Basics of the Christian Faith
Prepared by Dr. John E. Marshall


To establish credible evidence, two factors are required, credible eyewitnesses and credible testimony. In this section, we deal with the first factor, seeking to establish the fact the original followers of Jesus were credible, believable, trustworthy eyewitnesses of His resurrection.

When in college, I met an older student who was an ex-priest. He had renounced his vows, Roman Catholicism, and Christianity as a whole. We were one day discussing our lives. He had left behind the ministry and faith, I was in the beginning stages of ministry. I asked why he had renounced the faith. He answered, and then asked why I believed. No one had ever confronted me with the question head-on. My spontaneous answer to him then remains my more developed answer today. I am a believer primarily because the original followers of Jesus were willing to die for what they claimed about His resurrection. The Twelve, except for Judas the betrayer and possibly John the Beloved, all died a martyr’s death.

It stretches credulity past the breaking point to believe all these men would have died for a concocted lie. When believers put forth this argument, skeptics quickly point out the fact all religions have produced martyrs aplenty. This is true, but Christianity is unique in that its original proponents died for the foundational truths that are its underpinnings.

Martyrs have died by the millions for many religions, including Christianity, but none of these prove the truth of their religion. Their deaths merely prove they believe what others have told them about their religion.

The testimonies that ultimately count are the ones that deal with the credibility of a religion’s first teachings. This is what Christianity offers. We have evidence that could stand up in a court of law. Our original eyewitnesses were credible.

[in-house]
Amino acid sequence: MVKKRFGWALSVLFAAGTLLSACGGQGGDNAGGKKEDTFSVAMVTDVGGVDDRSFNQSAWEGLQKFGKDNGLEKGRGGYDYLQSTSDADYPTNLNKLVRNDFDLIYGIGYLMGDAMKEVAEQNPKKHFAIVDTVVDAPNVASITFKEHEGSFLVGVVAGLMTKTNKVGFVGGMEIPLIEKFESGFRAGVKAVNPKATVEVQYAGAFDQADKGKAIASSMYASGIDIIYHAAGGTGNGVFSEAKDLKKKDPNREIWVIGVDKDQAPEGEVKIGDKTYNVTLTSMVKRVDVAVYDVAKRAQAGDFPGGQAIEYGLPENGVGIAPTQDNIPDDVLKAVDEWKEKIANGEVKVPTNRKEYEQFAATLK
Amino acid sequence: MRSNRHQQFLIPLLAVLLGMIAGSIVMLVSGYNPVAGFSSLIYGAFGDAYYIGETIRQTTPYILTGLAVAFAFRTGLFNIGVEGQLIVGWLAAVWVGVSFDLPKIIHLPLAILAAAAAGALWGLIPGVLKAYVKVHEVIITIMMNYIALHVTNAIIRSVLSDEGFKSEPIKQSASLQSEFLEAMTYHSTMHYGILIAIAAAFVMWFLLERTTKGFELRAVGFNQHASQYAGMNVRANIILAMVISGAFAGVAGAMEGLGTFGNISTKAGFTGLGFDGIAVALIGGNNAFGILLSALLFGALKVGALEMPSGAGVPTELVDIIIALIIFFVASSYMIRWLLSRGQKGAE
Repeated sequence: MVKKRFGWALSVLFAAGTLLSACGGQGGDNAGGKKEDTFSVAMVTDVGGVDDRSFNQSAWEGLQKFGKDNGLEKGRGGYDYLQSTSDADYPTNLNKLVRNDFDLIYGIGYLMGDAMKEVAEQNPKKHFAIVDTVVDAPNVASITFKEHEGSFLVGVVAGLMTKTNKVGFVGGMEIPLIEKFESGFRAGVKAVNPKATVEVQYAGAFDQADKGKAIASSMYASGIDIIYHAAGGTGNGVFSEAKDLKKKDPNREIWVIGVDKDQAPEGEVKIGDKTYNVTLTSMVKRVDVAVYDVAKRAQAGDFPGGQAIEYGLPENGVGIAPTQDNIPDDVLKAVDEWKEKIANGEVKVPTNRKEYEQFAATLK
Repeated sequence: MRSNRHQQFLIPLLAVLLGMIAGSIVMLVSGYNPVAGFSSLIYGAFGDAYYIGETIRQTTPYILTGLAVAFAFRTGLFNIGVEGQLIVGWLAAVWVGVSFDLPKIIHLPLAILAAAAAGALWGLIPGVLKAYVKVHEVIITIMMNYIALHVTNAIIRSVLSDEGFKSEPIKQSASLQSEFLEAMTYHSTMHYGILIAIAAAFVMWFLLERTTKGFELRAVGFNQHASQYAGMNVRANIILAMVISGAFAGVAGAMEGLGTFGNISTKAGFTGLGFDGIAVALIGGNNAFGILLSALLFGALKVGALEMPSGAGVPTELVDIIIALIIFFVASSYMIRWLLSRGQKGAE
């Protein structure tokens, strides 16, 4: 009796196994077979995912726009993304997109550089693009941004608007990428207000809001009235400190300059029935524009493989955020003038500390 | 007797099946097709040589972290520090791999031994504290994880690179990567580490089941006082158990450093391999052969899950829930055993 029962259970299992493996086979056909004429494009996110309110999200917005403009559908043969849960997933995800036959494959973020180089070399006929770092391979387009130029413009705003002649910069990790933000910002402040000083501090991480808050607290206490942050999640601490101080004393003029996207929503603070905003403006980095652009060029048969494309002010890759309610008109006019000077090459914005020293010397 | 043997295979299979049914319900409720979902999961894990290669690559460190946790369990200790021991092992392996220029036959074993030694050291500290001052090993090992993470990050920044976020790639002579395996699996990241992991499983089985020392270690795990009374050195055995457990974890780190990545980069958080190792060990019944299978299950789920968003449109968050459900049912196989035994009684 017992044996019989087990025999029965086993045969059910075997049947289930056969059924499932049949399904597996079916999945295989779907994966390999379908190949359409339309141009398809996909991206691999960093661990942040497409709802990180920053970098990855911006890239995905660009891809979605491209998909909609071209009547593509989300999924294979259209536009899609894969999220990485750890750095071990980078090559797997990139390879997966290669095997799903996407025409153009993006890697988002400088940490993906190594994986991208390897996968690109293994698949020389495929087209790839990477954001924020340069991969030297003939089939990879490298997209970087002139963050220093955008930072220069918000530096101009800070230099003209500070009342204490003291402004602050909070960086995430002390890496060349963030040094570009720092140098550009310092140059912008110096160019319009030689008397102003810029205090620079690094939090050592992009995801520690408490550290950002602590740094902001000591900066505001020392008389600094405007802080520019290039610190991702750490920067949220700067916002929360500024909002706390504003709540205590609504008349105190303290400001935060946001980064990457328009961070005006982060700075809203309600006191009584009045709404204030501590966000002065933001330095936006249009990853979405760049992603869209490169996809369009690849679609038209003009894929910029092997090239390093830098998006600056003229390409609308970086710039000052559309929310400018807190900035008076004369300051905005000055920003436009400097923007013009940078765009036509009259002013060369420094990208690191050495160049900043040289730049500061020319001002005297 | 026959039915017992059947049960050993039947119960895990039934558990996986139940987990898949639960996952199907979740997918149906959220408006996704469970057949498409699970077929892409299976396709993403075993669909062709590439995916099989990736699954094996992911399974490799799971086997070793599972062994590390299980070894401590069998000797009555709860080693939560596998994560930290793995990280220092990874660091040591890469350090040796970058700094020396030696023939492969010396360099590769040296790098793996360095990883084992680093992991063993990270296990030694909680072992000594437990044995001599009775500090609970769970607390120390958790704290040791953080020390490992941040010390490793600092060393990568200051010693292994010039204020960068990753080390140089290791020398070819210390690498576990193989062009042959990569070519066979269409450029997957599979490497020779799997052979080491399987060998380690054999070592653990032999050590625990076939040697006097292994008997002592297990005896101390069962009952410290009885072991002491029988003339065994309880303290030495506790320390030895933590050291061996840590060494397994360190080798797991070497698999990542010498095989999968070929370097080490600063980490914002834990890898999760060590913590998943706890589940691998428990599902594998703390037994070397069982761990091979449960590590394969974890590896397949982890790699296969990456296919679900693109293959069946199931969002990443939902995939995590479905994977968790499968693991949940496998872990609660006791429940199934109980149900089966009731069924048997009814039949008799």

I believe in the resurrection of Jesus also because His followers were radically altered by what happened on that Sunday morning. The disciples had been cowards before, but became as bold as lions afterwards. A concocted lie could not change a group of people this dramatically. These timid souls became zealous evangelists who, according to their enemies, fearlessly filled Jerusalem with their teachings (Acts 5:28). Their antagonists later accused them of having turned the world upside down (Acts 17:6).

Another reason I believe in Jesus’ resurrection is because His siblings changed from being unbelievers before that Sunday to being believers later. Two of Jesus’ brothers, James and Jude, wrote books included in the New Testament.

I believe also because the resurrection story was first told by women. Had the disciples wanted to fabricate a credible story, they would not have started with women, whose testimony was not considered valid in a court of law. The disciples let the women speak and relate their story for one reason, what they were saying was true.

Over one billion people believe Jesus rose from the dead. We find in His resurrection the basis for our understanding that Christ is the fullness of Deity in human form (Colossians 2:10). If He was (and is) God in the flesh, Emmanuel (meaning God with us), then why should a resurrection be deemed unbelievable? He who created the world could easily rise from death.

Christ’s first followers were credible eyewitnesses providing facts to support an occurrence believable, possible, and feasible. Because of their testimony, to believe in the resurrection requires a step, not a leap, of faith.

Two Oxford professors, Gilbert West and Lord Lyttleton, were determined to destroy Christianity. West set out to disprove the resurrection of Jesus, Lyttleton decided to prove Saul of Tarsus never converted to Christianity. As a result of their extensive research, both became ardent believers in Christ.

Others have sought in vain to destroy Christianity. Voltaire believed his arguments and teachings would bring about the end of Christianity in his lifetime. His prediction of doom was premature. After he died, his house was purchased by a Bible Society and used as a warehouse to store Bibles in.

Why does Christianity survive amidst a flood of opposition? Because it is based not on philosophy or rhetoric, but rather on a historical event supported by the testimony of credible witnesses. All who accept the evidence, and choose to believe in the risen Christ, find in His resurrection a new beginning, forgiveness for sins, power for living, and hope for the future.